"I want to believe that, during the last 15 years, people in Ukraine have become so convinced of the good of religious freedom that they will not be easily led astray."
Interview with Myroslav MARYNOVYCH, director of the Institute of Religion and Society of the Ukrainian Catholic University and founding member of the Ukrainian Helsinki Group
- To begin with, I would like to ask you a question on a general topic. Freedom has several, let us say, dimensions. One can talk of freedom using all-human, liberal notions. What is freedom’s dimension from the point of view of religion, faith, spirituality?
- Freedom of religious expression is often also called freedom of conscience. And there is a deep philosophy in that. Because the human conscience defines what place the person ascribes to himself in the universe, the way the person sees the universe, his place in it, people around, and so on. This understanding, this interpretation of the universe and one’s place in it, provides for a very powerful religious or quasi-religious component. Why “quasi”? I do not believe that a person can be completely irreligious, that this important component of the religious view of the world can be missing. It can be expressed in non-religious language, but a person holds a position on this issue. I remember being stopped by a judge during my trial when I intended to quote Lenin: “Stop this. The name of Lenin uttered by you sounds like a sacrilege.” This is a vivid illustration of the fact that the system, which openly declared itself to be antireligious, was quasi-religious in reality. Because that model, the attitude to sacredness, was the same as in religion. Therefore, the religious component is very powerful in the dimension of freedom.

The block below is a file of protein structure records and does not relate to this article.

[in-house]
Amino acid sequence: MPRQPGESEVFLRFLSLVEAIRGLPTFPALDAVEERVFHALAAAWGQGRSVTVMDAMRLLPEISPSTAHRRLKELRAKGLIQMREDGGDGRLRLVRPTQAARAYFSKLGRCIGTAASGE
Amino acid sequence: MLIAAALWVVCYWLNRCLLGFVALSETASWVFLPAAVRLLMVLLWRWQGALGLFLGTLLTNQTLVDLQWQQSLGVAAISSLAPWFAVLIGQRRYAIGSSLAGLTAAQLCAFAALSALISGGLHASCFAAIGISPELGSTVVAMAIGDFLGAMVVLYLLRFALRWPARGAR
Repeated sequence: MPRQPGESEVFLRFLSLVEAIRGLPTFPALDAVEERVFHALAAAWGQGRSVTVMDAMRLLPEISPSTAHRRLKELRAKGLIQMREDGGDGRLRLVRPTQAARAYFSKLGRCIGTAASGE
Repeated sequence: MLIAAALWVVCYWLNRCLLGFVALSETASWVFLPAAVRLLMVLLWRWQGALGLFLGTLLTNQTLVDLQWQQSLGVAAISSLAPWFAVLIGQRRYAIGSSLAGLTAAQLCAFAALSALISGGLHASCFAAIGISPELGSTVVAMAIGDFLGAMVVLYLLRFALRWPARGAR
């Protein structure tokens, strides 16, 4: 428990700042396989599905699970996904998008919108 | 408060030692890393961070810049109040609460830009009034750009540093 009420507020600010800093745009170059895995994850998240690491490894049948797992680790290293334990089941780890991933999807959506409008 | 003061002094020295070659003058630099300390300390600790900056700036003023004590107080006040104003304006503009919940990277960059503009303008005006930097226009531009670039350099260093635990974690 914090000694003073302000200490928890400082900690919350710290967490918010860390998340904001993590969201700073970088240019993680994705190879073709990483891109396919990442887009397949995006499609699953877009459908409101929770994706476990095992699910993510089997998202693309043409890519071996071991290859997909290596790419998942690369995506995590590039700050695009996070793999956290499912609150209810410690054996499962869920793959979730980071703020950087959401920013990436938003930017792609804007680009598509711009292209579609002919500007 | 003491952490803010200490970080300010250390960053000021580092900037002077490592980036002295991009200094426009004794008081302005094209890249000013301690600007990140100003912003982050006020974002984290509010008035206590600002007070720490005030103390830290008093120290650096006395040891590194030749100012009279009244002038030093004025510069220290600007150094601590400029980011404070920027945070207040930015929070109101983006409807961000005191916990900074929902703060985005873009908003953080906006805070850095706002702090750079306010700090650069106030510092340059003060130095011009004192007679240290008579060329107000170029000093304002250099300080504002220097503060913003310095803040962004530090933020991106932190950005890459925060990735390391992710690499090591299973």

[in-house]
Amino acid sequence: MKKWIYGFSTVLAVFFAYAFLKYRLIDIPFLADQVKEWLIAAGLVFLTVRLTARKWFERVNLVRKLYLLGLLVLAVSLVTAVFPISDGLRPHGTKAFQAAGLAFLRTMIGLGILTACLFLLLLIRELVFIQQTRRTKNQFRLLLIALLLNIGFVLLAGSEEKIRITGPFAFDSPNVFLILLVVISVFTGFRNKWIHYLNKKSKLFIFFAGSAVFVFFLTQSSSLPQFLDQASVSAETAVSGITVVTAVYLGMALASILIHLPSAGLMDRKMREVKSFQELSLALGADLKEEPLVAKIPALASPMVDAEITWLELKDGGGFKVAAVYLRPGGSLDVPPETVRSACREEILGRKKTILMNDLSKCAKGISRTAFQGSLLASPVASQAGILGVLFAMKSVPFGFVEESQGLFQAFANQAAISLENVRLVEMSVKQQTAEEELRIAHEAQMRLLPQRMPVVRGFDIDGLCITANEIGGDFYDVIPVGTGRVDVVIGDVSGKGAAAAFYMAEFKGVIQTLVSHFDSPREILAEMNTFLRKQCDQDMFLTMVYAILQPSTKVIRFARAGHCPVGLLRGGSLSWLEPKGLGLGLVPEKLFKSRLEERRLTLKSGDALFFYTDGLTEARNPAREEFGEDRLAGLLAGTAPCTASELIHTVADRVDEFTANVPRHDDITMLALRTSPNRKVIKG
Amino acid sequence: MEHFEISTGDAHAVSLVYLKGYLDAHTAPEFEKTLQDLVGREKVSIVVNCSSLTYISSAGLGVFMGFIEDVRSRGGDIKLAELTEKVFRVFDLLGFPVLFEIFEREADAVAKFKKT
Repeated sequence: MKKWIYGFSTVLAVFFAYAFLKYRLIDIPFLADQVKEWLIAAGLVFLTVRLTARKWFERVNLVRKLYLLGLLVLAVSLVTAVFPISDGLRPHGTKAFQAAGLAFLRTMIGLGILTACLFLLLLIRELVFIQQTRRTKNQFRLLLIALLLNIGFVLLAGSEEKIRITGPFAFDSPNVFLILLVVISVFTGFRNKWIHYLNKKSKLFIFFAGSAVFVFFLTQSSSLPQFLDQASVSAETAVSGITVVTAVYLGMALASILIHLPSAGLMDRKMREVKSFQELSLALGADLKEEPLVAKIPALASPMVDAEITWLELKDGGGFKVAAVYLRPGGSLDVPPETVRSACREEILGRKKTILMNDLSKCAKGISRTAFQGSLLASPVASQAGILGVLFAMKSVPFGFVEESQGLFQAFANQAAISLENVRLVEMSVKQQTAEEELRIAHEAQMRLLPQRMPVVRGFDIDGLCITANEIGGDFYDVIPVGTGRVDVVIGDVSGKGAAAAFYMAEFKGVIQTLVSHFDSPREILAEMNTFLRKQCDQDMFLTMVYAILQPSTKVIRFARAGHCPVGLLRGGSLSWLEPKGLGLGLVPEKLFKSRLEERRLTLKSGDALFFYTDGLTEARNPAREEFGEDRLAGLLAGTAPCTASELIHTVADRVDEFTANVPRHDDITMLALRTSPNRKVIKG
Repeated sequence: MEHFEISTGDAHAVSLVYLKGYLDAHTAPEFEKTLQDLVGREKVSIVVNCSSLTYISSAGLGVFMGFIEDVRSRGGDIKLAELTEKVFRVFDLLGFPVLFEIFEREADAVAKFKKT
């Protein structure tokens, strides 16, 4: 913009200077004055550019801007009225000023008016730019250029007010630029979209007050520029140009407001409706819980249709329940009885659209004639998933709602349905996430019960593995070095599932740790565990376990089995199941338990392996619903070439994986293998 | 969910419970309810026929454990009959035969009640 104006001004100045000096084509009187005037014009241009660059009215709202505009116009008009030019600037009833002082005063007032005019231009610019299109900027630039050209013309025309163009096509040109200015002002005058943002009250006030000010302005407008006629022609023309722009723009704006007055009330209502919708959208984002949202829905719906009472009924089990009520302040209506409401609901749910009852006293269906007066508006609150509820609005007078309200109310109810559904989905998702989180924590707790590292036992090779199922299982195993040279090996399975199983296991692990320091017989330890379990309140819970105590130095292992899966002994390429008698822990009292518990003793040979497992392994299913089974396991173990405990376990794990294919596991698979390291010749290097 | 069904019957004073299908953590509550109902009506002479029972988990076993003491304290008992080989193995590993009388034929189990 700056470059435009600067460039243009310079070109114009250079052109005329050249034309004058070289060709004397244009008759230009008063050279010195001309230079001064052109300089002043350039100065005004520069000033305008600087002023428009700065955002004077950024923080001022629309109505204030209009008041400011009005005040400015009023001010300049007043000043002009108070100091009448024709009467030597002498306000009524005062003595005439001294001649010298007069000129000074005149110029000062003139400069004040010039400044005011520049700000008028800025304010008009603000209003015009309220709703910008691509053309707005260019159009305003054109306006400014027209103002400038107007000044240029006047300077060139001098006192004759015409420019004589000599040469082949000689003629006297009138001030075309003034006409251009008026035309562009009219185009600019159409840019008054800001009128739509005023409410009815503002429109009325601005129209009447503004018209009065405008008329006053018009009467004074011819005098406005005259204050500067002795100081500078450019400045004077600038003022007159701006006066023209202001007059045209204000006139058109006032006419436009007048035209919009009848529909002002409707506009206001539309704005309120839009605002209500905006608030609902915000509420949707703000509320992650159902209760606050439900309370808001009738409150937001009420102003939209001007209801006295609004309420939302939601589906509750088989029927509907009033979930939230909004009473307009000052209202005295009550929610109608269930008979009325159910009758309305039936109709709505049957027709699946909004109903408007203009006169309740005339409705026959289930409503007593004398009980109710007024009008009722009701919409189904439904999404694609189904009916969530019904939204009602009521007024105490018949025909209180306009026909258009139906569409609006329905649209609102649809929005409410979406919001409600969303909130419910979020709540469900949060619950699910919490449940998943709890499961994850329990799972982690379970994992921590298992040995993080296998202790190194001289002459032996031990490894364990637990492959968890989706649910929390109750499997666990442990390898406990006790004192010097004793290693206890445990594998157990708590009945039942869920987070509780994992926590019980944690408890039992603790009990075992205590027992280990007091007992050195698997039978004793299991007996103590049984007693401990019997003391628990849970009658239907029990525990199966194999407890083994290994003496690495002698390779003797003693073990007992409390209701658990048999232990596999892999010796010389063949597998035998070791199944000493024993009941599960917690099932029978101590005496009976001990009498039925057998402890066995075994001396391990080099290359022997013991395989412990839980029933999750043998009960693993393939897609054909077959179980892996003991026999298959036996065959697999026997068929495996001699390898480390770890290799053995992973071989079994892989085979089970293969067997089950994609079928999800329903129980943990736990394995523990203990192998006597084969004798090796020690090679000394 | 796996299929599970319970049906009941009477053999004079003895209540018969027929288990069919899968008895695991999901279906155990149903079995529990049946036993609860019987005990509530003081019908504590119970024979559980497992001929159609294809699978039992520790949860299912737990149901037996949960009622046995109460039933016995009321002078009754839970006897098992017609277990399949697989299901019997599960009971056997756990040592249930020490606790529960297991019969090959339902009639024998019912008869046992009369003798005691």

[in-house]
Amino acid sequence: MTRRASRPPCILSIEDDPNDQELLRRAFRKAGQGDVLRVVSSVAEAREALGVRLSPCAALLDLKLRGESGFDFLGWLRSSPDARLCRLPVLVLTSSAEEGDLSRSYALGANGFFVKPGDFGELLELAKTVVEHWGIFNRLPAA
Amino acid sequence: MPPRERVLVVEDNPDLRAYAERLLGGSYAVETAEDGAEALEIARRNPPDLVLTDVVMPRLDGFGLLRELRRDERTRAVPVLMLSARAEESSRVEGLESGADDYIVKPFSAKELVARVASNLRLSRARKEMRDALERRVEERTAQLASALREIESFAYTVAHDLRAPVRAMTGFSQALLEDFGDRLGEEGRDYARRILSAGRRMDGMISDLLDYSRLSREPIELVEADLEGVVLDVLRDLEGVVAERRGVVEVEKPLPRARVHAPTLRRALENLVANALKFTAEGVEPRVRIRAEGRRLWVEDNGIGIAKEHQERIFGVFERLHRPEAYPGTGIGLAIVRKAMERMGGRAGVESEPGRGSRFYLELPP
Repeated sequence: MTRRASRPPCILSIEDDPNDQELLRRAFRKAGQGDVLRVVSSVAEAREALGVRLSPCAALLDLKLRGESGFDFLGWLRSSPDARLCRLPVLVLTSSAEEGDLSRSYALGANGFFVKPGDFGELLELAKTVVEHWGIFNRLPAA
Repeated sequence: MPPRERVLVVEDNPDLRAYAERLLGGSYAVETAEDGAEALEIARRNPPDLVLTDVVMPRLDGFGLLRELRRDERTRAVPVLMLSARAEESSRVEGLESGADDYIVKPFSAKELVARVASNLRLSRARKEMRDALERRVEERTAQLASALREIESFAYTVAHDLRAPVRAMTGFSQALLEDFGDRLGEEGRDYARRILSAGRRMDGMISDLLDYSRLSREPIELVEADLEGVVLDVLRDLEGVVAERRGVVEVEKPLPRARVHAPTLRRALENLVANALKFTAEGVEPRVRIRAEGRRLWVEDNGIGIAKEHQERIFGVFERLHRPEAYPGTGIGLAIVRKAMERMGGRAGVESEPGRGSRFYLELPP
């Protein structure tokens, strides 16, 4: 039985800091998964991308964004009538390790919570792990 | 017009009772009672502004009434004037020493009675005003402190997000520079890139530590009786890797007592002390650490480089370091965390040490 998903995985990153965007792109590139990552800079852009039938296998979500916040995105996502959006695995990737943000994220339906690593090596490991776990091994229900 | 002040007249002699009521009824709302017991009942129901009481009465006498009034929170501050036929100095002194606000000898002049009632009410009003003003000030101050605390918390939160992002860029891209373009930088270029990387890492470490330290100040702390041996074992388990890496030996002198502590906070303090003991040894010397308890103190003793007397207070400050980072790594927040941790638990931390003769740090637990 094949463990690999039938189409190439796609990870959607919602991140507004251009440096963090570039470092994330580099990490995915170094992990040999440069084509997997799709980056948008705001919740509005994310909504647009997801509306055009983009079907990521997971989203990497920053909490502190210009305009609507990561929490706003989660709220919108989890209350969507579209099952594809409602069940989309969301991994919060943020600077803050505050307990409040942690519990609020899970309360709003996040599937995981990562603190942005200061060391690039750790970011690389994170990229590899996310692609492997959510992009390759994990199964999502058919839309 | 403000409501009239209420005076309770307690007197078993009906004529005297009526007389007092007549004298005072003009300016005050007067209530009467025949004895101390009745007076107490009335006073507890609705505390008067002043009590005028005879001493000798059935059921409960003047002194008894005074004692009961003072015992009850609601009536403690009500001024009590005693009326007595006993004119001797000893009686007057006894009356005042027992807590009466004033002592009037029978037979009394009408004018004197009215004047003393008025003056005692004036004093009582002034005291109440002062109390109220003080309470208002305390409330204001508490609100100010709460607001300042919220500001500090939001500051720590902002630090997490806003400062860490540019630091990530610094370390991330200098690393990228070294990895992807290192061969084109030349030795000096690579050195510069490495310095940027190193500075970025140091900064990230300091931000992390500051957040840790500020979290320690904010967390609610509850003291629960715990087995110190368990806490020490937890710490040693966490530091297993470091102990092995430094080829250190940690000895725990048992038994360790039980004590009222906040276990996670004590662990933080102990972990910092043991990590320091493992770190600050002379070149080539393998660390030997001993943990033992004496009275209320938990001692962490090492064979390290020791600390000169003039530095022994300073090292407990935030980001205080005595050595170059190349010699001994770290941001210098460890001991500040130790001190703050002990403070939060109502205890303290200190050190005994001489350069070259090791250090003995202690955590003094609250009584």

For me, personally, this is a determining component, because I do not draw schemes after the Bolshevik pattern, “matter→spirit.” My schematic model is “spirit→matter→spirit.” Spirit is the source of material things, which later return to their creator, the spirit. Spiritual phenomena are primary, and, therefore, the spiritual freedom behind the notion of religious freedom is the determining matter for me. As all human rights actually originated from religious rights (these are not my words, but the words of the late Pope John Paul II), so freedom also begins first of all with the freedom of spirit, freedom of human conscience, then follow all the other dimensions of freedoms: national. group, professional freedoms, and so on.